Oil prices fell on Friday as rising US crude exports overshadowed inventories in the world’s largest consumer.
By 0660 GMT, the WTI crude futures contract was $ 62.70 a barrel, down seven cents from the last settlement price.
Brent crude <LCOc1> fell 11 cents to $ 66.28 a barrel.
US crude is still up about 1.7 percent over the week and Brent 2.2 percent, with crude heading towards their second weekly gain after suffering heavy losses earlier this month.
Friday’s decline came after the price rose in the previous session when the US Energy Information Administration said crude inventories in the United States fell 1.6 million barrels in the week ended February 16 to 420.48 million barrels, despite the seasonal slowdown of demand at the end of the winter season.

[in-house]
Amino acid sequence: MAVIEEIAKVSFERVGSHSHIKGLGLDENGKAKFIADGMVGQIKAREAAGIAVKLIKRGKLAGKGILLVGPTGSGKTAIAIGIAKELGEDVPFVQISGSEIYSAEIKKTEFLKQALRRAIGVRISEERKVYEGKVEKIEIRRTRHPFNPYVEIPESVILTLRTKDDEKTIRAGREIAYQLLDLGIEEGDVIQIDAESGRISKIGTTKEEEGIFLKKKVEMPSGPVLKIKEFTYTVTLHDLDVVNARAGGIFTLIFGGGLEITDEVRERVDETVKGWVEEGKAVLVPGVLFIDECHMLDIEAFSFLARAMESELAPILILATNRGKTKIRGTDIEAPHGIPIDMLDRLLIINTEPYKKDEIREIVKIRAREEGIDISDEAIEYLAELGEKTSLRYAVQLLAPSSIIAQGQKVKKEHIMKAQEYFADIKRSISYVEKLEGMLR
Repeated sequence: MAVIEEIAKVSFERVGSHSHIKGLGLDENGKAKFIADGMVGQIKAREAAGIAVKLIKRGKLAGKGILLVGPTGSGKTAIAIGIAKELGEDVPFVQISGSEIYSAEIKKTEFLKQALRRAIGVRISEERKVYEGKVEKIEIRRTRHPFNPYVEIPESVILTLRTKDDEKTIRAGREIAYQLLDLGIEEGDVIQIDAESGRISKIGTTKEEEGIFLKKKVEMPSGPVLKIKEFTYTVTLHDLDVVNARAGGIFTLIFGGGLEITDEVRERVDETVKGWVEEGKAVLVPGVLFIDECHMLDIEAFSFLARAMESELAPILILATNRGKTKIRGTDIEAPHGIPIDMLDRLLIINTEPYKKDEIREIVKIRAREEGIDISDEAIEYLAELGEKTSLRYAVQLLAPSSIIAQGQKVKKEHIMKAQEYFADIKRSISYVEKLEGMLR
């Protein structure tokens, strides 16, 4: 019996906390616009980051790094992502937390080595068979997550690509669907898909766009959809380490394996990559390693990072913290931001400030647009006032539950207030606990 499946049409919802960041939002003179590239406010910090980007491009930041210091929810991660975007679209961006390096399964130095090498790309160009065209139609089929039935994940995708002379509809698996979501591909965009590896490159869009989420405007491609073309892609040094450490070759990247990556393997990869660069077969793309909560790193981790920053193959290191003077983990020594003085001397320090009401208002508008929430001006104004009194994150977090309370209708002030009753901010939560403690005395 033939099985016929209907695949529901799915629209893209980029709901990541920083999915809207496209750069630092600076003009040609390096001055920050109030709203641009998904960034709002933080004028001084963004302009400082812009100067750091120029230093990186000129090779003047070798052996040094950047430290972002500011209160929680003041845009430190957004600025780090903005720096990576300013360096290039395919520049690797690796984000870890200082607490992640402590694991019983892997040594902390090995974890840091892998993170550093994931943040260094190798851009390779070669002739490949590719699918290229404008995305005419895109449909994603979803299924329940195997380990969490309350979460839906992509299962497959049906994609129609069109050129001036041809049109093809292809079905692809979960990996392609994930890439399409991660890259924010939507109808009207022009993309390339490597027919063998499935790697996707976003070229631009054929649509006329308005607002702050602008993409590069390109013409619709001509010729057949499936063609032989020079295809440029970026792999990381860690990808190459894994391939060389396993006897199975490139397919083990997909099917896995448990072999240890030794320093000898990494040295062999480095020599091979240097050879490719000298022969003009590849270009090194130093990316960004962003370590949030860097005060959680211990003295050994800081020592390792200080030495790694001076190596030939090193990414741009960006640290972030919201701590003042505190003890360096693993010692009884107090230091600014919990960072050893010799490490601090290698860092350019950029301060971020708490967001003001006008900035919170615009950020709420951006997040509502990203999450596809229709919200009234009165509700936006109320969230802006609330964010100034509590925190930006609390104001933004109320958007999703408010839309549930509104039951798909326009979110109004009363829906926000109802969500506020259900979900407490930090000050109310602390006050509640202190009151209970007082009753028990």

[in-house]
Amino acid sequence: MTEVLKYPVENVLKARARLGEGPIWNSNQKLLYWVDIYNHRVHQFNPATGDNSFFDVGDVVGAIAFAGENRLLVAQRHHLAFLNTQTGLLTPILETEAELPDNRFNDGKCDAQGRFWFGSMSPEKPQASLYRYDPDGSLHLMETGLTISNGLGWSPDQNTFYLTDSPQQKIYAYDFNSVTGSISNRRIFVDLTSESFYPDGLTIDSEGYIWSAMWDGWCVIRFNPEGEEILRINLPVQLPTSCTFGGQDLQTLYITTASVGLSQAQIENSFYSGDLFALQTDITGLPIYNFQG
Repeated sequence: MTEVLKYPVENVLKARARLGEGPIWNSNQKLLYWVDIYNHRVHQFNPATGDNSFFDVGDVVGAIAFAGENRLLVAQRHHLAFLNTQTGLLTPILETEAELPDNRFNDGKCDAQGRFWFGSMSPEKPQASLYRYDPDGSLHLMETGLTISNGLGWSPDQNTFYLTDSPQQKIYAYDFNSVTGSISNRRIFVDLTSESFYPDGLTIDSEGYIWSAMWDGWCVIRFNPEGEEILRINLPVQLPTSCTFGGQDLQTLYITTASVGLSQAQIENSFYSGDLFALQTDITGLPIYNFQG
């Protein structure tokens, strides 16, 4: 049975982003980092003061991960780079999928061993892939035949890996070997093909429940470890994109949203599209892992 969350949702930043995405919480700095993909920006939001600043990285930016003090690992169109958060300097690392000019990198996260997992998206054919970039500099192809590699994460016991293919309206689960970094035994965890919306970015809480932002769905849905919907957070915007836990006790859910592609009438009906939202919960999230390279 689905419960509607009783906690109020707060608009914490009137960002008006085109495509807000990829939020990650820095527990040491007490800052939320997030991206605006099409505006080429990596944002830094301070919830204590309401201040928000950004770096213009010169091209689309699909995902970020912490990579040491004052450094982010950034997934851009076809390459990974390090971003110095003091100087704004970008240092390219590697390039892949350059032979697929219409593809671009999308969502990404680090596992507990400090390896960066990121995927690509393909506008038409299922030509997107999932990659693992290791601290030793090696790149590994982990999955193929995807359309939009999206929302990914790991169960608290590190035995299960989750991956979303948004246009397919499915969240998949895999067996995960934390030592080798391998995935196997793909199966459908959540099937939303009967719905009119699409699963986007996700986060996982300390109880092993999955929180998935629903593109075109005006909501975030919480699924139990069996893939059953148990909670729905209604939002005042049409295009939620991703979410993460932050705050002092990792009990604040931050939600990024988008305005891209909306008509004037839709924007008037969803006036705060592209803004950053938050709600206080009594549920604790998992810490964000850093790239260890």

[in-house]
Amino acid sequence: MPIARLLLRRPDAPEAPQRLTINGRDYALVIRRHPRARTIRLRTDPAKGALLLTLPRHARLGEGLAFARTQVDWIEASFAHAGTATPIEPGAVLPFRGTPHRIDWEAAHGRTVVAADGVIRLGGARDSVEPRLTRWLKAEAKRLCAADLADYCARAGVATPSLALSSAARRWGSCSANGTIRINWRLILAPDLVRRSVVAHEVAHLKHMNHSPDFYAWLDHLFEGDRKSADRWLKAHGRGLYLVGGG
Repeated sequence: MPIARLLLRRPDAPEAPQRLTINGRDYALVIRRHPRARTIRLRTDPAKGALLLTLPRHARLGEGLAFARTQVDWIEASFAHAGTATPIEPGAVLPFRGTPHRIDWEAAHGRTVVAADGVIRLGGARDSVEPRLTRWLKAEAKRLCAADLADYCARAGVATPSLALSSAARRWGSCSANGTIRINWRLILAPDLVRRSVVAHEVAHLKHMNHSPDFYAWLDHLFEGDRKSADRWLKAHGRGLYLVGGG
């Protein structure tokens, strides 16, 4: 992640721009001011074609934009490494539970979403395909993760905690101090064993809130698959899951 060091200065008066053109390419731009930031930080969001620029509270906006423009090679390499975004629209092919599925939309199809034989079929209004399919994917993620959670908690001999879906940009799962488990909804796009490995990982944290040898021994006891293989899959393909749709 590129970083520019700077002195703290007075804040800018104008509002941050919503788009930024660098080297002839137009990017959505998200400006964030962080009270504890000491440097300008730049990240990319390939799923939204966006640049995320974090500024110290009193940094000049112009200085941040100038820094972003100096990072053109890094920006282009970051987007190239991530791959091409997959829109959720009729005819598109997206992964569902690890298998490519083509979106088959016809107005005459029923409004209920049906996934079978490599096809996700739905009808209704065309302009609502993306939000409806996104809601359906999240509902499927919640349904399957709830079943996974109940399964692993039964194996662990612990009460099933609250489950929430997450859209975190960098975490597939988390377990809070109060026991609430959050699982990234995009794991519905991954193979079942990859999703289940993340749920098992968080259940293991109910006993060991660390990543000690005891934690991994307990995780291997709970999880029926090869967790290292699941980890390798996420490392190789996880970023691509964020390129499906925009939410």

US Energy Exports data showed that US crude exports jumped to just over 2 million bpd last week, approaching a record high of 2.1 million in October. This helped reduce net imports to below 5 million bpd, the lowest level since the department began recording data in 2001.
US crude oil production almost changed last week to settle at 10.27 million barrels per day (bpd), close to the levels of Russia, the world’s biggest oil producer, and above OPEC’s top producer.
Globally, however, the world oil markets are still well supported by the growth of simultaneous demand for production cuts led by the Organization of the Petroleum Exporting Countries (OPEC) and Russia.